On Thursday, Kristian Vikernes’s trial was postponed to June 2014 after his lawyer, Julien Freyssinet, called for more time to go through as many as 912 documents that he had just received and prepare his defense.
Vikernes was arrested in southwestern France in July after his wife bought four rifles, the Paris prosecutor’s office said.
French Interior Minister Manuel Valls said that Vikernes constituted “a potential threat to society” and further noted that the police suspected Vikernes may have been planning a “massacre” and searched his house for weapons and explosives.
Two days after his arrest, the officials said that they had found no evidence of a terrorist plot in their questioning of Vikernes and released him.
Police, however, found racist information on his computer and he was charged with inciting racial hatred and defending war crimes on his blog.
In August, the neo-Nazi musician called on the public to help him financially to sue French officials, saying, “Naturally we are angry… We want to sue the authorities for arresting us for no good reason whatsoever, doing so in the most brutal way possible and with children present.”
Kristian has reportedly had links with mass murderer Anders Behring Breivik.
Driven by his fascist and anti-Islamic beliefs, Breivik killed 77 people in a car bomb attack on government buildings in Oslo and a shooting rampage on Utoeya Island on July 22, 2011.
It was Norway’s worst massacre since World War II. Last year, Breivik was given a 21-year prison sentence, which is the maximum penalty in Norway.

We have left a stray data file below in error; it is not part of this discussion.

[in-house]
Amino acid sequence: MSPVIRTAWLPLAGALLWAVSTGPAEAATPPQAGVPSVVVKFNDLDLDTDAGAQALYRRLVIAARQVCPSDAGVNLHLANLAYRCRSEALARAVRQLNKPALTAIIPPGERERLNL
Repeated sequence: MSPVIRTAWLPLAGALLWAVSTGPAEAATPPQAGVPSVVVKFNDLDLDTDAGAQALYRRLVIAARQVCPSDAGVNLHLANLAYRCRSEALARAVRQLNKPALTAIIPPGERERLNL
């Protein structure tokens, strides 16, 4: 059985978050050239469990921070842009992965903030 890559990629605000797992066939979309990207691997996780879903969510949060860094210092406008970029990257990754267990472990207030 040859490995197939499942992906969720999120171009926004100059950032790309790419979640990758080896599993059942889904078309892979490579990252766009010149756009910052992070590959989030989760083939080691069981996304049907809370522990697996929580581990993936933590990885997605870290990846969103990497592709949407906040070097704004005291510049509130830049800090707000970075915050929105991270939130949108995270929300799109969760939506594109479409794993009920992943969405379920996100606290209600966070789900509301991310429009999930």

According to an official at the prosecutor’s office, Breivik sent a copy of a manifesto setting out his ideology to Vikernes before the attacks.
In 1991, Vikernes established the one-man music project Burzum and became part of the early Norwegian black metal scene.
In 1992, he, along with other members of the scene, burned down at least three Christian churches in Norway.
Between 1992 and 1993, Vikernes recorded four albums as Burzum and another with black metal band Mayhem.
Shortly after Mayhem guitarist Oystein ‘Euronymous’ Aarseth was stabbed to death in August 1993, Vikernes was arrested and charged with the murder.
After being convicted of the murder of Euronymous, the arson of three churches, the attempted arson of a fourth church, and theft and storage of explosives, Vikernes was sentenced to 21 years in prison in May 1994.
While serving time in prison, he became affiliated with the Heathen Front and several of his writings on Germanic paganism were published. He also recorded two dark ambient albums in prison, which also went on sale at the time.